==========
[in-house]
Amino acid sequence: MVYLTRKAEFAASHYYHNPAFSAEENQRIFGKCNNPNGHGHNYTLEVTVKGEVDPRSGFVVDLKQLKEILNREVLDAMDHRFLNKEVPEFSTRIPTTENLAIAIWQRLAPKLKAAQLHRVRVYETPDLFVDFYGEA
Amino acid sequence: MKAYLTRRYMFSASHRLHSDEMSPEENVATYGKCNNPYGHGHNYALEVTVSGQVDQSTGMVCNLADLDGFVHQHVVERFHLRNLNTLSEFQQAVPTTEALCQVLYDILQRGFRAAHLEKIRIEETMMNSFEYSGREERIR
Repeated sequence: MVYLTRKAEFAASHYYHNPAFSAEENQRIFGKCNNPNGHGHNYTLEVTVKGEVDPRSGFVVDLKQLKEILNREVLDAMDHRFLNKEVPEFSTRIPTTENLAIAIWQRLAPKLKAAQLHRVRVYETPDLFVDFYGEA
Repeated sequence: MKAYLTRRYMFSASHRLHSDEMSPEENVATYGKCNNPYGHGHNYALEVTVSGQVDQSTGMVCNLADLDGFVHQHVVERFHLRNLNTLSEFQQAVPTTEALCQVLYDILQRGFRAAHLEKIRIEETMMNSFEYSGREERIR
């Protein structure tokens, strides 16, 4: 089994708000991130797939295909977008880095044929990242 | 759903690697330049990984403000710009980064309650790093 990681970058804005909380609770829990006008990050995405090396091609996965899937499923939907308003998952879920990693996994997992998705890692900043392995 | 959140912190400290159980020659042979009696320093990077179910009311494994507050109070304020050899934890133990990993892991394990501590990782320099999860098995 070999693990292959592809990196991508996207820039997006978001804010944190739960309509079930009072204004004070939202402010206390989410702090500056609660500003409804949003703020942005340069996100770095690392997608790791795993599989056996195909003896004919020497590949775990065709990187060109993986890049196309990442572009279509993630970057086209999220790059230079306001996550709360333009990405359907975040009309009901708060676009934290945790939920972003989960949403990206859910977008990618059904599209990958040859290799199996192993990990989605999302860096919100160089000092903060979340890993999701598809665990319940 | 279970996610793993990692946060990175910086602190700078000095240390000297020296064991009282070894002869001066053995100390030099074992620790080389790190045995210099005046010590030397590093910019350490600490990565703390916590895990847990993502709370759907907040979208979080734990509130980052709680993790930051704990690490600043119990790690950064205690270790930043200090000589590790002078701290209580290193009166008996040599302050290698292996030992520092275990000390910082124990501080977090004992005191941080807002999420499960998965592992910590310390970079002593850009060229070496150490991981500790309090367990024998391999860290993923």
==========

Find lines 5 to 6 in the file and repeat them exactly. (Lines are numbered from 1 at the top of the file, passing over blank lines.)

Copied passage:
Repeated sequence: MKAYLTRRYMFSASHRLHSDEMSPEENVATYGKCNNPYGHGHNYALEVTVSGQVDQSTGMVCNLADLDGFVHQHVVERFHLRNLNTLSEFQQAVPTTEALCQVLYDILQRGFRAAHLEKIRIEETMMNSFEYSGREERIR
């Protein structure tokens, strides 16, 4: 089994708000991130797939295909977008880095044929990242 | 759903690697330049990984403000710009980064309650790093 990681970058804005909380609770829990006008990050995405090396091609996965899937499923939907308003998952879920990693996994997992998705890692900043392995 | 959140912190400290159980020659042979009696320093990077179910009311494994507050109070304020050899934890133990990993892991394990501590990782320099999860098995 070999693990292959592809990196991508996207820039997006978001804010944190739960309509079930009072204004004070939202402010206390989410702090500056609660500003409804949003703020942005340069996100770095690392997608790791795993599989056996195909003896004919020497590949775990065709990187060109993986890049196309990442572009279509993630970057086209999220790059230079306001996550709360333009990405359907975040009309009901708060676009934290945790939920972003989960949403990206859910977008990618059904599209990958040859290799199996192993990990989605999302860096919100160089000092903060979340890993999701598809665990319940 | 279970996610793993990692946060990175910086602190700078000095240390000297020296064991009282070894002869001066053995100390030099074992620790080389790190045995210099005046010590030397590093910019350490600490990565703390916590895990847990993502709370759907907040979208979080734990509130980052709680993790930051704990690490600043119990790690950064205690270790930043200090000589590790002078701290209580290193009166008996040599302050290698292996030992520092275990000390910082124990501080977090004992005191941080807002999420499960998965592992910590310390970079002593850009060229070496150490991981500790309090367990024998391999860290993923």